The power of television to reflect and effect change in a society during an epochal period of transition is vividly examined in “The Network,” Eva Orner’s illuminating documentary about the founding and influence of Tolo TV, the first independent television station to operate in Afghanistan. As NATO military disengagement from the country continues apace, and many international observers anxiously wait to see what happens next in the region, the pic is quite timely, and may even prove commercial. A canny distrib might try to tie in its publicity campaign with cable-news reports and op-ed essays.
With Mark Rivett’s pulsating score enhancing the fleet narrative, “Network” notes that during the five years of Taliban control, a state-run radio station was Afghanistan’s only true mass medium — and that public executions often served as the only form of mass entertainment.
But shortly after the Taliban was toppled in late 2001, Saad Mohseni, the London-born son of an Afghan diplomat, returned to Afghanistan with his three siblings (brothers Zaid and Jahid, sister Wajma) to participate, profitably, they hoped, in the country’s reconstruction.
Quickly sensing a void to be filled, the Mohsenis established first a popular radio station, then a TV station, despite having no real experience in mass media. By the time Orner, producer of the Oscar-winning doc “Taxi to the Dark Side,” started work on “The Network” in 2011, Saad Mohseni was sufficiently successful to be known as “the Rupert Murdoch of Afghanistan.”
Through extensive interviews with managers, producers, on-air hosts and others involved with operations of the Kabul-based Tolo TV, including the blunt-spoken Mohsenis, Orner artfully and engagingly fashions a portrait of television as a form of entertainment and an agent of change.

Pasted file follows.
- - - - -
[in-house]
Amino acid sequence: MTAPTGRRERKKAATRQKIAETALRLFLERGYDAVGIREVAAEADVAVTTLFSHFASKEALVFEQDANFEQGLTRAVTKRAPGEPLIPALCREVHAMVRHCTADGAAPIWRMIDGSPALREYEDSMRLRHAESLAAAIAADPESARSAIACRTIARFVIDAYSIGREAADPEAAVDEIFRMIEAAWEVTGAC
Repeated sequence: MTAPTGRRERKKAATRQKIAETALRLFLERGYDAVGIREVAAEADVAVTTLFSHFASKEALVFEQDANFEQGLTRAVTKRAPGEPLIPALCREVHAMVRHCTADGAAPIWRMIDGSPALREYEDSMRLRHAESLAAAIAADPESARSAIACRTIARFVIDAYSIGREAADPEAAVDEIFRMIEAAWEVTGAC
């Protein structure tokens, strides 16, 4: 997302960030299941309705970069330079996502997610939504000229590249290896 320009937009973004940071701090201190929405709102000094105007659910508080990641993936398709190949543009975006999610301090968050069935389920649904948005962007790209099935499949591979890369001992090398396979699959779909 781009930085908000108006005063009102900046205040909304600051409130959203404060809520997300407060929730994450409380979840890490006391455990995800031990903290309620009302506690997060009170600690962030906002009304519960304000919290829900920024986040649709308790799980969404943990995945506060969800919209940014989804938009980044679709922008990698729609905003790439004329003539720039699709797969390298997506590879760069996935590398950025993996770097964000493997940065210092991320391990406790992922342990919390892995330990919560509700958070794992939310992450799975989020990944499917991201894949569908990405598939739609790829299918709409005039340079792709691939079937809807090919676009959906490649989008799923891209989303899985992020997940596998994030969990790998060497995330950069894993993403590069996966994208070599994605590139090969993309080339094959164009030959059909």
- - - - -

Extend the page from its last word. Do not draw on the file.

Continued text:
One executive recalls that when a female singer briefly uncovered her head during an early episode of the “Afghan Star” talent completion, viewer protests, and death threats, immediately followed. Just a few years later, however, women contestants perform with even more abandon — and no head coverings at all — but complaints are minimal.
To be sure, the picture offered by “The Network” is not entirely rosy. “Eagle 4,” a high-rated police drama that paints two-fisted cops in a heroic light, is openly funded by U.S. government agencies, causing some Tolo TV employees to question it as propaganda. And when a popular travel-show host flies to America to tape a few episodes, two members of his production crew decide it would be safer not to return to Afghanistan.
“The Network” often amuses as it gives the audience a view of producers and programmers more or less inventing a TV operation from scratch. But there is an underlying seriousness at play throughout the pic, as Orner records the courage under fire of news reporters covering urban warfare and suicide bombings.
Saad Mohseni gives ample praise to the expats who have journeyed to Kabul to get Tolo up and running while training staffers. Of this group, German-born personnel executive Andi Wilmers — who initially comes off as an autocratic hard-ass, but gradually reveals a more enlightened and compassionate side — is a scene-stealer.
Drama chief Trudi-Ann Tierney and senior producer Muffy Potter, both Aussies, sound the film’s most melancholy notes, as they contemplate whether they’ve taught the Tolo employees everything they need to know, and if Tolo itself will be allowed to conduct business as usual after they and other foreigners depart Afghanistan.
(Documentary – Australia-U.K.)
Reviewed at SXSW Film Festival (Documentary Spotlight), March 14, 2013. Running time: 97 MIN.
An XYZ Film presentation of a Corniche Pictures production in association with Nerdy Girl Films. Produced by Eva Orner. Executive producer, Hani Farsi. Co-producers, Abazar Khayami, Luis Lopez, Darrin Roberts.
With: Saad Mohseni, Zaid Mohseni, Jahid Mohseni, Wajma Mohseni, Trudi-Ann Tierney, Muffy Potter, Mujeeb Arez, Rateb Noori, Andi Wilmers.